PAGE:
Outcomes of Pulmonary Arterial Hypertension Are Improved in a Specialty Care Center

Hongyang Pi, Chad M. Kosanovich, Adam Handen, Michael Tao, Jacqueline Visina, Gabrielle Vanspeybroeck, Marc A. Simon, Michael G. Risbano, Aken Desai, Michael A. Mathier, Belinda N. Rivera-Lebron, Quyen Nguyen, Jennifer Kliner, Mehdi Nouraie, Stephen Y. Chan*

*Corresponding author for this work

Research output: Contribution to journalArticle

2 Scopus citations

Abstract

Background: Pulmonary arterial hypertension (PAH) is characterized by elevated pulmonary arterial pressures and is managed by vasodilator therapies. Current guidelines encourage PAH management in specialty care centers (SCCs), but evidence is sparse regarding improvement in clinical outcomes and correlation to vasodilator use with referral. Research Question: Is PAH management at SCCs associated with improved clinical outcomes? Study Designand Methods: A single-center, retrospective study was performed at the University of Pittsburgh Medical Center (UPMC; overseeing 40 hospitals). Patients with PAH were identified between 2008 and 2018 and classified into an SCC or non-SCC cohort. Cox proportional hazard modeling was done to compare for all-cause mortality, as was negative binomial regression modeling for hospitalizations. Vasodilator therapy was included to adjust outcomes. Results: Of 580 patients with PAH at UPMC, 455 (78%) were treated at the SCC, comprising a younger (58.8 vs 64.8 years; P < .001) and more often female (68.4% vs 51.2%; P < .001) population with more comorbidities without differences in race or income. SCC patients demonstrated improved survival (hazard ratio, 0.68; P = .012) and fewer hospitalizations (incidence ratio, 0.54; P < .001), and provided more frequent disease monitoring. Early patient referral to SCC (< 6 months from time of diagnosis) was associated with improved outcomes compared with non-SCC patients. SCC patients were more frequently prescribed vasodilators (P < .001) and carried more diagnostic PAH coding (P < .001). Vasodilators were associated with improved outcomes irrespective of location but without statistical significance when comparing between locations (P > .05). Interpretation: The UPMC SCC demonstrated improved outcomes in mortality and hospitalizations. The SCC benefit was multifactorial, with more frequent vasodilator therapy and disease monitoring. These findings provide robust evidence for early and regular referral of patients with PAH to SCCs.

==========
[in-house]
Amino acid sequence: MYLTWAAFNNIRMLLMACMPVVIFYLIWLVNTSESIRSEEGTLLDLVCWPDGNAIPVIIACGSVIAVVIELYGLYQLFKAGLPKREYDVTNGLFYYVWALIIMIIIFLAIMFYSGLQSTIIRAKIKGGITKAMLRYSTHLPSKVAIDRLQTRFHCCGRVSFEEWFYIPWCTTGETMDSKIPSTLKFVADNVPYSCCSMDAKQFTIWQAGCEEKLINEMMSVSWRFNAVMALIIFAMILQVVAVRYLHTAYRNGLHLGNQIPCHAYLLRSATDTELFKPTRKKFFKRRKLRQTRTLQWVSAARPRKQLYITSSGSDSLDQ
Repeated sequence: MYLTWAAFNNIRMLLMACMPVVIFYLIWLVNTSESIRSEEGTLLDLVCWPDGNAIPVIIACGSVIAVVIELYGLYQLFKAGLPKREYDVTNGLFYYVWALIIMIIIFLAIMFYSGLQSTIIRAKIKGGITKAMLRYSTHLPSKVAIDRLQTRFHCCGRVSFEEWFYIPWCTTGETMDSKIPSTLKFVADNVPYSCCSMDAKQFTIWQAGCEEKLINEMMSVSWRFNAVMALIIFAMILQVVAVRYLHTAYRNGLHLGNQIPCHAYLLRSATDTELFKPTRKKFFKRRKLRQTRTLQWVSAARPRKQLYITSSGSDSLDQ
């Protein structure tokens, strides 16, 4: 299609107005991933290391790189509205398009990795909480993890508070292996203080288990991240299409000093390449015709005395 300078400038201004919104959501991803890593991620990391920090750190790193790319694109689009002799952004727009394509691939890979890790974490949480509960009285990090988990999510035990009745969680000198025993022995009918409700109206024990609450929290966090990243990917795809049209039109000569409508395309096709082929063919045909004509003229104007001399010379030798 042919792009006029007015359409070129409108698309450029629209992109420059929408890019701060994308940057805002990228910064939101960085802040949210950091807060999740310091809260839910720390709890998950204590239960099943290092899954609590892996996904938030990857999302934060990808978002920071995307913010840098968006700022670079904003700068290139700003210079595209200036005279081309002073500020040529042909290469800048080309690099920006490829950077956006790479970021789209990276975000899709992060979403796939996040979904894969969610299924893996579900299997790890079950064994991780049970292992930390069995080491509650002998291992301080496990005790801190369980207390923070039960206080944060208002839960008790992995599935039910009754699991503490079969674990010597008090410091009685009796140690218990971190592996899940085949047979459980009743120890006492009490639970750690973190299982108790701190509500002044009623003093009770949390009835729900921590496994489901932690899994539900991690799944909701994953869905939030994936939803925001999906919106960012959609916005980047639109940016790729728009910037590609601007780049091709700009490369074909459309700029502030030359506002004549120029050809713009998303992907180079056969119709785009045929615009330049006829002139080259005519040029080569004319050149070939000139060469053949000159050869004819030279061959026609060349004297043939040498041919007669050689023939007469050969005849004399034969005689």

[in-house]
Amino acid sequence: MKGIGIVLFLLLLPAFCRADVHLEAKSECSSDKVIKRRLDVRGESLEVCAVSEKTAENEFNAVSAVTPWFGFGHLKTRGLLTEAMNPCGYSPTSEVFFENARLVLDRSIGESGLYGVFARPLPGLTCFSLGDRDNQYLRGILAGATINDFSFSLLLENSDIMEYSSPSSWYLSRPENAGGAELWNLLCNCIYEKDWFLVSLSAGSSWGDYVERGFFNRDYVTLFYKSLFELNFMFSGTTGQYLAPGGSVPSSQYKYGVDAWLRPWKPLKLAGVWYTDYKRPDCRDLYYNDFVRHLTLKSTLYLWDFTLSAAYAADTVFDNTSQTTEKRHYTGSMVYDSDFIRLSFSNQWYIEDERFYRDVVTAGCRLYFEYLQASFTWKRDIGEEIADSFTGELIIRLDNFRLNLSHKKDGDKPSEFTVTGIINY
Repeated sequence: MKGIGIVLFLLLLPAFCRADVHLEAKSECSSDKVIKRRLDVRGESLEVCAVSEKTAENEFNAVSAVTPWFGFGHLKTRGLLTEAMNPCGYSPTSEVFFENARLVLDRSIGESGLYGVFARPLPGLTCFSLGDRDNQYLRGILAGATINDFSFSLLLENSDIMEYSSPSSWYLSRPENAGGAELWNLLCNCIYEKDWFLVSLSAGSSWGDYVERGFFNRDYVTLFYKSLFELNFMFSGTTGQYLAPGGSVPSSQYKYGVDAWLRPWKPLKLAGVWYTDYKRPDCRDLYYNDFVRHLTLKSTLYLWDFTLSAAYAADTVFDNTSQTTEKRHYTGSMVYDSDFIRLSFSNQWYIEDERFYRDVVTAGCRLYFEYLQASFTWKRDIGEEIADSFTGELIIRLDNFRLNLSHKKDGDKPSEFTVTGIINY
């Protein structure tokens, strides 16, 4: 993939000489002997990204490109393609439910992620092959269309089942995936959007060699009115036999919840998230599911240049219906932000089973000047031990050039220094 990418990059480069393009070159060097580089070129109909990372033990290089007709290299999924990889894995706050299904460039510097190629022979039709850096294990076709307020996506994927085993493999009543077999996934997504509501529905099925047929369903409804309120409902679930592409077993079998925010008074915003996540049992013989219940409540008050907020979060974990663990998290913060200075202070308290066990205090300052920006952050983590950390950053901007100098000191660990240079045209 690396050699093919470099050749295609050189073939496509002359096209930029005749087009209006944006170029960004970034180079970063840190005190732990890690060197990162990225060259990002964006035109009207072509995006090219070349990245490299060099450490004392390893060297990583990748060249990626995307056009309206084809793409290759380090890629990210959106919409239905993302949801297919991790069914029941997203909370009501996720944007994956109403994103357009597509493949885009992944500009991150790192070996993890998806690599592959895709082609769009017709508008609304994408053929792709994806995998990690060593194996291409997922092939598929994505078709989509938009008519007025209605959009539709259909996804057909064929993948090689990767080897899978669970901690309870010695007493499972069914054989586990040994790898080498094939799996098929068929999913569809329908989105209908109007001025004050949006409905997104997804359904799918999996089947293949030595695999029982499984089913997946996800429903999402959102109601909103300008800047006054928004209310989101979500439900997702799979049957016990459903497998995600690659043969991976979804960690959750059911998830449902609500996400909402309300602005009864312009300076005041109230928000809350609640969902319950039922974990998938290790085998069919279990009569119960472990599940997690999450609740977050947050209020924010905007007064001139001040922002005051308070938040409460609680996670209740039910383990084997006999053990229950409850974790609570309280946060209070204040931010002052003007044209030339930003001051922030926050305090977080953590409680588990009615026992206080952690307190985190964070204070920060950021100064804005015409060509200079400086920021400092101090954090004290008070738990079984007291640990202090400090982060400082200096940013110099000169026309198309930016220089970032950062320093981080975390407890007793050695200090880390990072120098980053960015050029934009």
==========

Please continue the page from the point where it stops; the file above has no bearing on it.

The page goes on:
Original languageEnglish (US)
Pages (from-to)330-340
Number of pages11
JournalCHEST
Volume158
Issue number1
DOIs
StatePublished - Jul 2020
Externally publishedYes

Keywords

  • compliance
  • pulmonary arterial hypertension
  • quality of care
  • specialty care center
  • vasodilator

ASJC Scopus subject areas

  • Pulmonary and Respiratory Medicine
  • Critical Care and Intensive Care Medicine
  • Cardiology and Cardiovascular Medicine

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    Pi, H., Kosanovich, C. M., Handen, A., Tao, M., Visina, J., Vanspeybroeck, G., Simon, M. A., Risbano, M. G., Desai, A., Mathier, M. A., Rivera-Lebron, B. N., Nguyen, Q., Kliner, J., Nouraie, M., & Chan, S. Y. (2020). Outcomes of Pulmonary Arterial Hypertension Are Improved in a Specialty Care Center. CHEST, 158(1), 330-340. https://doi.org/10.1016/j.chest.2020.01.046